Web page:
WATCH: Very Needy Baby Giant Panda Desperately Clings to Zookeeper’s Leg and Refuses to Let Go

Six-month-old baby giant panda Fu Bao can be seen gripping desperately to a zookeeper’s leg in South Korea as he carries out his daily tasks

This is the moment a very needy baby panda refused to let her zookeeper go and gripped desperately to his leg at a zoo in South Korea.

Six-month-old giant panda Fu Bao, the first of her kind to be born in South Korea, can be seen gripping tightly to her keeper’s leg and being swept around the room as he moves around the enclosure at the Everland Zoo near Seoul.

The male keeper then weighs the 22lb-cub on a scale in front of a pile of bamboo shoots, and hoists her over his leg.

Finished with her weigh in, the keeper gently pushes Fu Bao towards the ground – but she doesn’t let go.

After many attempts to uncoil her strong arms, the keeper finally separates himself from Fu Bao, who then rolls back on the floor.

Members of the public have been able to visit baby Fu Bao at the zoo since January but keepers have been posting adorable videos of the cub on their social media channels since she was born in July last year.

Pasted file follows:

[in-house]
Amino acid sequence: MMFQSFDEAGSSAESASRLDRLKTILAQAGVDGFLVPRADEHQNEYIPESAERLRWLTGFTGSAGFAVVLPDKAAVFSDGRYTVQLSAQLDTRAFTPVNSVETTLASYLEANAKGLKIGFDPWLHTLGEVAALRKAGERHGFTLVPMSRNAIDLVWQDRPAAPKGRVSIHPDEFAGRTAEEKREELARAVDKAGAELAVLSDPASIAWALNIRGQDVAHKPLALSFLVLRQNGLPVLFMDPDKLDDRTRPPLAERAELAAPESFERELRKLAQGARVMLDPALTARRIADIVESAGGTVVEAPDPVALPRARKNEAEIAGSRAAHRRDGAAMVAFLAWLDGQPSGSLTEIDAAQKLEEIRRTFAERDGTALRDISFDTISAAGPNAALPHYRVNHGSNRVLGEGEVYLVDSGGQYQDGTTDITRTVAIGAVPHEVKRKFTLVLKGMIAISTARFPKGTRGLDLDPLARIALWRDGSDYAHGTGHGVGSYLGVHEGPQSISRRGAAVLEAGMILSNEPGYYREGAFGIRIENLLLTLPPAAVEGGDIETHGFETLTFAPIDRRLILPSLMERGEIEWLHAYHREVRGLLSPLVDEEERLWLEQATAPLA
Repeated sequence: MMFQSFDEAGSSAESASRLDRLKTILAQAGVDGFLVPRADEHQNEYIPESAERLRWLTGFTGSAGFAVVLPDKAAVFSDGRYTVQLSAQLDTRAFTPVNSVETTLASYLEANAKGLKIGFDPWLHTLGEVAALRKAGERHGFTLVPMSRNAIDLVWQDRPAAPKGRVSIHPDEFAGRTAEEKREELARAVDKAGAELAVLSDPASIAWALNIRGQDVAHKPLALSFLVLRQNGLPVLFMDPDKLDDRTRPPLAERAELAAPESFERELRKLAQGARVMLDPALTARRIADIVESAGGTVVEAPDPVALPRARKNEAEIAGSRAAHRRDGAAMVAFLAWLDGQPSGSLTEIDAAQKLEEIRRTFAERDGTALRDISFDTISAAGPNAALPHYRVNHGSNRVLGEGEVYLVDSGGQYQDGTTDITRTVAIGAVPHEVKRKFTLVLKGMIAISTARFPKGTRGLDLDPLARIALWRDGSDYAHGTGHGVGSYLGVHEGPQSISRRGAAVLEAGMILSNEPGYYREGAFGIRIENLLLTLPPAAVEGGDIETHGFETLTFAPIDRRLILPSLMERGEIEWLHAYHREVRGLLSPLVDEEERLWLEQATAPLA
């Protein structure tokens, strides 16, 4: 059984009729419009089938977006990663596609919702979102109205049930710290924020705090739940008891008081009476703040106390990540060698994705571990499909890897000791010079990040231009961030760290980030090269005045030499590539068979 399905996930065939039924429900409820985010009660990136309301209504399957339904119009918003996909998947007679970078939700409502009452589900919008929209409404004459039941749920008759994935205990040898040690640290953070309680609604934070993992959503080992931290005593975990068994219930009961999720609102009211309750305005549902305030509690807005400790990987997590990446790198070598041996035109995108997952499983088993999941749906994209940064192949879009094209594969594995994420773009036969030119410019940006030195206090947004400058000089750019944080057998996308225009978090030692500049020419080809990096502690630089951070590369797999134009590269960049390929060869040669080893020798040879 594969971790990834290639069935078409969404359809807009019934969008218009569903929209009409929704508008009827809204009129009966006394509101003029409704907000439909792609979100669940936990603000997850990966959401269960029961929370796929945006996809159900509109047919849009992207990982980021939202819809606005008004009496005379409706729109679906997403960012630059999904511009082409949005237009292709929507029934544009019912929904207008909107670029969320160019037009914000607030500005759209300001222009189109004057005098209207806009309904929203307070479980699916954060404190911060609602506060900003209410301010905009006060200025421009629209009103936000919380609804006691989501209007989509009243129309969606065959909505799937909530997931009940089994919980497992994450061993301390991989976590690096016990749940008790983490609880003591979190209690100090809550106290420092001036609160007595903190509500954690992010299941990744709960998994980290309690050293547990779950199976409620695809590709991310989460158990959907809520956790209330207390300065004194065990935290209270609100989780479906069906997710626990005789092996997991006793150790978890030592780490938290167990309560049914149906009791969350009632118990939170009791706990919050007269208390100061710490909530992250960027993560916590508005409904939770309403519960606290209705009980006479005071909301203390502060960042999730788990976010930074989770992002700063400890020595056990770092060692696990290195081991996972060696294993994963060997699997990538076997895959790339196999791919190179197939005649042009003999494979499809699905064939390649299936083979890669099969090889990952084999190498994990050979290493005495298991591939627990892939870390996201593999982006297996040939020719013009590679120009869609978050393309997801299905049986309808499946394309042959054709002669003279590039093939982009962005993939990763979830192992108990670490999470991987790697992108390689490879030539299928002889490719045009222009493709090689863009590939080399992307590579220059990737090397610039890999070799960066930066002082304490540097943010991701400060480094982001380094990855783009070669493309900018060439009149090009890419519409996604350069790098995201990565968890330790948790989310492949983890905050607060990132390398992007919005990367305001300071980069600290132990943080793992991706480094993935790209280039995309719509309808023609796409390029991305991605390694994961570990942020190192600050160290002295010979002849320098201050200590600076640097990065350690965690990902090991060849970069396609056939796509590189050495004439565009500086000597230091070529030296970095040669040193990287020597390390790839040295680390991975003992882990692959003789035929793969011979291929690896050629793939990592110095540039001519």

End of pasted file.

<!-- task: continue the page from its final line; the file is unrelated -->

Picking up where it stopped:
Her parents, seven-year-old female Ai Bao and eight-year-old male Le Bao, were given to South Korea in 2016 in a ‘panda diplomacy’ agreement during a summit between Beijing and Seoul.

Shortly after her birth she needed veterinary care but has since recovered.

China usually leases their pandas to foreign countries as diplomatic gifts on five-year terms.

According to Beijing’s policy, all cubs born to pandas on loan overseas belong to China and would need to return to the country.

It’s rare for panda’s to be born without an accompanying visit of Chinese officials. The officials were unable to oversee the birth last year due to the coronavirus pandemic.

The cub’s name was drawn from 50,000 suggestions made by the South Korean public, but the zoo settled on Fu Bao, which means ‘a treasure that brings happiness’.

In November last year, K-pop girl group Blackpink, caused outrage in Korea and China when they released a promotional video showing themselves petting and touching the then three-month-old and an adult panda.

According to social media users on China’s Twitter equivalent, Weibo, no one other than trained professionals should be allowed contact with a newborn panda cub.

They accused the girl group, who didn’t wear gloves or masks, of endangering the pandas’ health as they could unknowingly pass on diseases.

SOURCE: Daily Mail, Ryan Fahey